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Fugitive tots, fossils found, doctor distrust, insulting water, and nationalistic cherry blossoms

Viral Week is our weekly round-up of the weekend’s trending memes, humor, rumor, gossip, and everything else Chinese netizens are chatting about.

This week, Wu Jing is proven to be very handsome, Yunnan police hunt a toddler, and Good Samaritan syndrome strikes again. But first…

Fossil find
A “mind-blowing” cache of 518-million-year-old fossils has been found in Hubei, showcasing China’s paleontology revolution

The trove includes thousands of fossils in a unique state of preservation (VCG)

Men objectified
An annual list of the 100 Most Handsome Faces in Asia has placed Wolf Warrior 2 and The Wandering Earth actor Wu Jing (44) at number one, ahead of younger stars Hu Ge and Kris Wu

Don’t trust me, I’m a doctor
Nanning rail authorities have apologized to a Dr. Chen who, after helping a fellow passenger on a high-speed train, was asked to show her medical license and sign a statement, while being filmed by staff apparently anxious about legal repercussions

Kindergarten copped
Police in Yunnan were pilloried for displaying childhood photos for fugitives, aged 17 to mid-50s, on wanted posters, claiming to have nothing more recent

Wanted… for staying up past their bedtime, presumably (WeChat)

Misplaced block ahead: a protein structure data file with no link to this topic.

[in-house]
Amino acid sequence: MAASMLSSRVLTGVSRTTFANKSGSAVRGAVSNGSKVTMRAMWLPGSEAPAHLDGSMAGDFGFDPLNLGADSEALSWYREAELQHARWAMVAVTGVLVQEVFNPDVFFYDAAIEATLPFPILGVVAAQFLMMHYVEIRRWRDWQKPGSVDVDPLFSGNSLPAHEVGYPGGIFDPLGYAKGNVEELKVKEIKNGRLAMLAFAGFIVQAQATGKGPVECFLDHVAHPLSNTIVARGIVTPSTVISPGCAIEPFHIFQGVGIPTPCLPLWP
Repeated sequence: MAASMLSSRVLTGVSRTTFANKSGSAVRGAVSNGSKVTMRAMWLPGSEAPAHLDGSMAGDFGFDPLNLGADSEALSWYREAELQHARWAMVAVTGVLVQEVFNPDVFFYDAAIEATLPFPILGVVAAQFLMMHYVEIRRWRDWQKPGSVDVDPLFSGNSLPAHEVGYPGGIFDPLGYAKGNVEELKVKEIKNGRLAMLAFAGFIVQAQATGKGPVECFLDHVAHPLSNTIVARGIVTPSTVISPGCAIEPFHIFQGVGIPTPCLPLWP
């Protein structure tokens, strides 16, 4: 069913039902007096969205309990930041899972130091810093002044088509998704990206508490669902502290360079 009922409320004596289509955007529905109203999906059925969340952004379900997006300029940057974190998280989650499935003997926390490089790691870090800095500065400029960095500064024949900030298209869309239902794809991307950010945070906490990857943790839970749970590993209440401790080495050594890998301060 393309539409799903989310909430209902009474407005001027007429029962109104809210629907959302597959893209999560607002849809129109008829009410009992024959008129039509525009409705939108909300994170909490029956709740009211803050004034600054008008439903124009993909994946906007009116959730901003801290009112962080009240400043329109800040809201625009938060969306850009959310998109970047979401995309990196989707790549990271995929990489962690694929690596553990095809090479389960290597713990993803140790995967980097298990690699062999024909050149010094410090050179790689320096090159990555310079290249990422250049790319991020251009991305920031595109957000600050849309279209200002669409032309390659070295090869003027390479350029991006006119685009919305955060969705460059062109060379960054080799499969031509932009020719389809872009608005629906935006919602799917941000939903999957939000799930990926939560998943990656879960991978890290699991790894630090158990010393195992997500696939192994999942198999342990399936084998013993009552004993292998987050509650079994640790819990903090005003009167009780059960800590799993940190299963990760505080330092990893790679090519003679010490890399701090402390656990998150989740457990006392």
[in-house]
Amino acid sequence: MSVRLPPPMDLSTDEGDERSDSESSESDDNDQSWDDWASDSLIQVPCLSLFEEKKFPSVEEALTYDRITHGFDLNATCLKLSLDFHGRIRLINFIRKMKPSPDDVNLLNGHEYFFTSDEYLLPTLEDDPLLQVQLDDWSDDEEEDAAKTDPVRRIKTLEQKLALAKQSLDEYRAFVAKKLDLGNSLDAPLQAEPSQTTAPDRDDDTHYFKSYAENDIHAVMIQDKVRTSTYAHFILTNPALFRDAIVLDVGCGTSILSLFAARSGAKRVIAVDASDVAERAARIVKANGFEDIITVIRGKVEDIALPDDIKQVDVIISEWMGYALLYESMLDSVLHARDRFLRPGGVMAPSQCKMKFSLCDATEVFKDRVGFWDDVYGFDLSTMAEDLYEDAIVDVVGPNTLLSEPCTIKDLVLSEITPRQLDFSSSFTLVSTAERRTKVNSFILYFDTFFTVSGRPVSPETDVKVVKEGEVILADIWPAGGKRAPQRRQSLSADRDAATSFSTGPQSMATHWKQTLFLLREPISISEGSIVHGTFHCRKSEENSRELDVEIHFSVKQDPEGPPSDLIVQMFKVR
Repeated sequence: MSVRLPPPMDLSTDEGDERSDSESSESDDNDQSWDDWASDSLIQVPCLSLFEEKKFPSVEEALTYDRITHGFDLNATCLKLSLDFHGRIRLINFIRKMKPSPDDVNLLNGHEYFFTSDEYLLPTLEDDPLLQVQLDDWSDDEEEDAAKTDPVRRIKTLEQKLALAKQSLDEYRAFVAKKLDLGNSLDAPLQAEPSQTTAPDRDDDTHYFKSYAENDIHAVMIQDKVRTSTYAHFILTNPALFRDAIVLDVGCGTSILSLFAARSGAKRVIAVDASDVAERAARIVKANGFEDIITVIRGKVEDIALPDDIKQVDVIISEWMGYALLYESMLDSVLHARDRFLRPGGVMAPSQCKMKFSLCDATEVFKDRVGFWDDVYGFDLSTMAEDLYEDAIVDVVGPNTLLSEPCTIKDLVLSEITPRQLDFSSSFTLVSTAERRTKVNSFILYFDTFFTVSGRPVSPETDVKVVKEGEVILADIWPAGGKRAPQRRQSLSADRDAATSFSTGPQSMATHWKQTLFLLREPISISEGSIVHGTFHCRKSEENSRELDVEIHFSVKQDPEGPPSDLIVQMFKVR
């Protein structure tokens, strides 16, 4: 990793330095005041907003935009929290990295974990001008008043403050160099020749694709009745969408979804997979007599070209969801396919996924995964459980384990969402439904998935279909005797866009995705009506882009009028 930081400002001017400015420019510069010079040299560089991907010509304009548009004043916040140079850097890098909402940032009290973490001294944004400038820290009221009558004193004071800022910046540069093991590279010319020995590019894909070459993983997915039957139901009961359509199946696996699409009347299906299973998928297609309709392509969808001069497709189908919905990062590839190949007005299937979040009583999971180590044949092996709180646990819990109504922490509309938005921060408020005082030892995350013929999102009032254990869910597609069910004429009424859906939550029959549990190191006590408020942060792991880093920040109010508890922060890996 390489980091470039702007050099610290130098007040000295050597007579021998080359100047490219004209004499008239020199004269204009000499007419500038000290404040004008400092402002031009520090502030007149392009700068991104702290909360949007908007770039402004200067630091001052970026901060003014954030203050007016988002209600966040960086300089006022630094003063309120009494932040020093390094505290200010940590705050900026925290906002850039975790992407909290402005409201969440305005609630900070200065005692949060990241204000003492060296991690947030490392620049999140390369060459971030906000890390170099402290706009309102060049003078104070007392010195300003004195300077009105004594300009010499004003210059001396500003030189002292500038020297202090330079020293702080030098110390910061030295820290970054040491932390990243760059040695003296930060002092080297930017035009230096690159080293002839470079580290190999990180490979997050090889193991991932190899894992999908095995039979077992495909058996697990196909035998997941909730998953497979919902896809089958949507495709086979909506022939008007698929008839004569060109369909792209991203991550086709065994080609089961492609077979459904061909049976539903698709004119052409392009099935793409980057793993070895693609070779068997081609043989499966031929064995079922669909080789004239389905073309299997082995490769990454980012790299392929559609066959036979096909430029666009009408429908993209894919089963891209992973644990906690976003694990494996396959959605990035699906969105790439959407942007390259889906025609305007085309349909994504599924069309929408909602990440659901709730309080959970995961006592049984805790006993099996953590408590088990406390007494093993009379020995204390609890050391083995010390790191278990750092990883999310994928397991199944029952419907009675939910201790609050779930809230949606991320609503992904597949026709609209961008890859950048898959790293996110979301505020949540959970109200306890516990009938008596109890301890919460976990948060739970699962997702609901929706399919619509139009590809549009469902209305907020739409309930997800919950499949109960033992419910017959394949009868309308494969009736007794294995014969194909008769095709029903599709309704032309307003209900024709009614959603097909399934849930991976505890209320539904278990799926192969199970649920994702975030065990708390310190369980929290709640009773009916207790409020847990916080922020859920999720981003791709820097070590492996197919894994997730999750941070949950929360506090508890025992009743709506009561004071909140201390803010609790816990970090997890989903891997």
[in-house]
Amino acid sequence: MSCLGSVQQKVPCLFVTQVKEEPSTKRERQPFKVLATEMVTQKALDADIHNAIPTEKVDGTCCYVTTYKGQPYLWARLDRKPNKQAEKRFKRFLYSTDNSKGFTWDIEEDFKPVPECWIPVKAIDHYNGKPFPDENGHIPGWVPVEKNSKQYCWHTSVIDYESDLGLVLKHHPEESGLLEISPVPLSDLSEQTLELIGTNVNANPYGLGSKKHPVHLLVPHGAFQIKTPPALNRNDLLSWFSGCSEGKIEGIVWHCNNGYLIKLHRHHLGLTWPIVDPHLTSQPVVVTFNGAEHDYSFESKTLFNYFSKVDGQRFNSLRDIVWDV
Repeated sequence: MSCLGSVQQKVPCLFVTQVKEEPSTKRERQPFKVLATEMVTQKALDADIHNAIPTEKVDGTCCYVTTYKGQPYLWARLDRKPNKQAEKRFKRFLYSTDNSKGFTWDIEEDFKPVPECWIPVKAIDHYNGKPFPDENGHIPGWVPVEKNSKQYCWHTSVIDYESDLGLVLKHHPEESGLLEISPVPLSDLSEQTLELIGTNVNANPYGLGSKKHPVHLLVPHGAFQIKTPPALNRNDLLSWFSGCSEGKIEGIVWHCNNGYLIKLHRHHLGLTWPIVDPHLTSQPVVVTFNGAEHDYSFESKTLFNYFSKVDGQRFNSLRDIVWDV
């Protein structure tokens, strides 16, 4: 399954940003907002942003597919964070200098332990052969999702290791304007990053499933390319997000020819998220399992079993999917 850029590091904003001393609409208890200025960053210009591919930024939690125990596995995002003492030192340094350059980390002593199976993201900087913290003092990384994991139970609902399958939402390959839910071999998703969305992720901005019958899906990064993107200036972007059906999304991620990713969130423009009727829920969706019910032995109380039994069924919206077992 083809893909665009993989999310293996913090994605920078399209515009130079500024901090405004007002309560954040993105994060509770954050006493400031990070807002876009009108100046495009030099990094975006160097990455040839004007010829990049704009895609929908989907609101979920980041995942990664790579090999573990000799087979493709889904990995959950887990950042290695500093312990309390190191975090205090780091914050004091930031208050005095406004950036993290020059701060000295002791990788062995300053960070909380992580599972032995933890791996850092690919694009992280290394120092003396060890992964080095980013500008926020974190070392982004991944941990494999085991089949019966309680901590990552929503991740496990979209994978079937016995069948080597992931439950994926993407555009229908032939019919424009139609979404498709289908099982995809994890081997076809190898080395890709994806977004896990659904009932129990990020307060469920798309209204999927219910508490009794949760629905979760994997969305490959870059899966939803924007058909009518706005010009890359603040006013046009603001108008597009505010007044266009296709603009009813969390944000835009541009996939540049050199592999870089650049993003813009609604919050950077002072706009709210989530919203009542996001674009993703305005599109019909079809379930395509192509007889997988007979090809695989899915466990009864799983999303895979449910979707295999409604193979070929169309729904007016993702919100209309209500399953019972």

Gaokao goes global
Cambridge University has become the seventh—and best-known—British university to consider scores from China’s gaokao for undergraduate admissions, but successful applicants will need to be in the top 0.1 percent of their province to be successful

Death cab
Didi is known for its passenger safety issues. Now a driver in Changde, Hunan province, has been stabbed to death by a mentally unstable passenger. The 19-year-old killer, Yang, was apparently a suicidal misanthropist who had a breakdown, and murdered the driver at random

Florid furor
A fight erupted between Wuhan University guards and the two men they tried to bar from viewing cherry blossoms while wearing “Japanese robes” (the men insist it was “Tang dynasty” garb). Local police later proclaimed it “inappropriate to wear such clothes to view flowers.”

Water fuss!
A Durban-based water company’s “quirky” attempt at branding has sparked uproar due to the name on the bottle—“It’s Not Made in China”

Image from the company’s home page—the company insists the name was merely a humorous riff on the ubiquity of “Made in China”

Cover image from VCG

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